The rest is up to God and Mother Nature. Wish us well…..
Ok so…. The boat is all settled in. She is on a mooring ball as we work on her. The frustration has mounted as we take 2 steps forward and 5 steps back. There is much more work than we anticipated. Oh boy is there more work. The leak elimination was going well. So we thought. For every leak we fix we find another. While fixing the window leak in the head it starts pouring. Turn your head and what do we see across the way? If you answered another leaky window, you are correct. We didn’t know about that one. Also we Fixed the leaky mast only to find out there is water coming from inside the mast as well. Oh the joy of a dry boat. She will most definitely be a very dry boat by the time we are done with her.
Surely you have seen hamsters running on a wheel. This how we are feeling about now. And yes at any given moment one of us may be ready to jump ship. The thought has crossed our minds a time or two. That isn’t happening though. We are in this together for the long haul. The rewards will be AMAZING. That is what keeps us chugging along one project at a time. We have accomplished a lot though . To stay motivated we have to look at the projects we have accomplished. She was an 1 1/2 hrs. away before so every trip was less productive than it is now. The engine is installed and running properly. That took a bit of work. Not much info available for that installation. Dennis is working on a post all about that project. The house batteries and solar panels are up and running. Sometimes things got done more than once. She has gotten a good scrubbing on the inside to get rid of mold and mildew. The bilge has been scrubbed and is now free of past diesel and whatever the hell else was in there. It stunk. The shower drain leads away from the mast and into our nice clean bilge now instead of water sitting at the bottom of the mast. Several leaks have been repaired so she is getting drier each time we go out to work on her.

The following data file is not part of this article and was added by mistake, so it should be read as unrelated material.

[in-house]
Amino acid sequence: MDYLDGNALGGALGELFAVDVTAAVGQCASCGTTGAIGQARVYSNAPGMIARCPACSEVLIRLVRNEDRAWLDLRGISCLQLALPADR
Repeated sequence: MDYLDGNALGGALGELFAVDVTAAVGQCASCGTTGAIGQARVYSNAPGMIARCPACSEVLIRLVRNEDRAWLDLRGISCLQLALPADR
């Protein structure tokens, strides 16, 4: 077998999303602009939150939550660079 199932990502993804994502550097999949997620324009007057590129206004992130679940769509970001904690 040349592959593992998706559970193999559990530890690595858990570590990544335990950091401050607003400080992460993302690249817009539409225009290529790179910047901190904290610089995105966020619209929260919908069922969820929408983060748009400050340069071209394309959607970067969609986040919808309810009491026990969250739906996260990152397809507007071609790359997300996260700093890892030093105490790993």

We need to take her out for a joy ride soon though. All work and no play makes for a grumpy crew.
A journey that expectedly took longer than expected. Isn’t that the way it usually goes? First off we got a late start from Titusville and didn’t quite make it as far as we had hoped. The wind was not blowing and our engine is not set up for a long journey so we used the dinghy with the 9.8 outboard. Everything was cruising along smoothly and we anchored for the night. It is such an AWESOME feeling when things go so well.
How short lived that was. The 9.8 dies because we ran out of oil, the shaft slips on the inboard and it is no longer operational. We are now left with old reliable, the little 5hp champion that seems to always save our asses. Oh but it always gets better. The sun is setting, we are cruising at a super slow speed and not sure if we have enough gas to get to the marina to dock for the night. There is no place to anchor and we are not prepared to sail at night. The universe was not going to completely kill our spirit, we did make it to the dock. Have I mentioned that I have never in my life brought a boat into a slip. With a dinghy no less. A bit of a struggle but we got tied up for the night.